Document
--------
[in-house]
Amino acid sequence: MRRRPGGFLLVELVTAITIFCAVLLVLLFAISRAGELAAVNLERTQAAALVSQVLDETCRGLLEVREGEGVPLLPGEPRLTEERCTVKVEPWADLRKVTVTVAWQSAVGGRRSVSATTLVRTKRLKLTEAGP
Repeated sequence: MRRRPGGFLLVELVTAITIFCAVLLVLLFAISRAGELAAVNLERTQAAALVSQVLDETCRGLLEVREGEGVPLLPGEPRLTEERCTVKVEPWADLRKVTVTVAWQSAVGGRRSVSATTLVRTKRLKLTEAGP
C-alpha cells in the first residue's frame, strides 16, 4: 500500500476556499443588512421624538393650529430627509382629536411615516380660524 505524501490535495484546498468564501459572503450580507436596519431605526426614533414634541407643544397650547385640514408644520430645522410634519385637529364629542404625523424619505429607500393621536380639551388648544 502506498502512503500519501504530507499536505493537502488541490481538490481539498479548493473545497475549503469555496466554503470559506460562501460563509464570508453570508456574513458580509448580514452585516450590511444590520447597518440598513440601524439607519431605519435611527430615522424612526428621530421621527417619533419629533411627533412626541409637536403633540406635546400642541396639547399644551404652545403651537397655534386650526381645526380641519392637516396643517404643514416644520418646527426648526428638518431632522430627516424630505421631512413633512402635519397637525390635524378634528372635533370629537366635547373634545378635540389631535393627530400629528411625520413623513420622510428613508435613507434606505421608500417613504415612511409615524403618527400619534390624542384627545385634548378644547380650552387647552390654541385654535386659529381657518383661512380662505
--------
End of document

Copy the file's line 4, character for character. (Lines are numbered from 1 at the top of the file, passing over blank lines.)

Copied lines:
C-alpha cells in the first residue's frame, strides 16, 4: 500500500476556499443588512421624538393650529430627509382629536411615516380660524 505524501490535495484546498468564501459572503450580507436596519431605526426614533414634541407643544397650547385640514408644520430645522410634519385637529364629542404625523424619505429607500393621536380639551388648544 502506498502512503500519501504530507499536505493537502488541490481538490481539498479548493473545497475549503469555496466554503470559506460562501460563509464570508453570508456574513458580509448580514452585516450590511444590520447597518440598513440601524439607519431605519435611527430615522424612526428621530421621527417619533419629533411627533412626541409637536403633540406635546400642541396639547399644551404652545403651537397655534386650526381645526380641519392637516396643517404643514416644520418646527426648526428638518431632522430627516424630505421631512413633512402635519397637525390635524378634528372635533370629537366635547373634545378635540389631535393627530400629528411625520413623513420622510428613508435613507434606505421608500417613504415612511409615524403618527400619534390624542384627545385634548378644547380650552387647552390654541385654535386659529381657518383661512380662505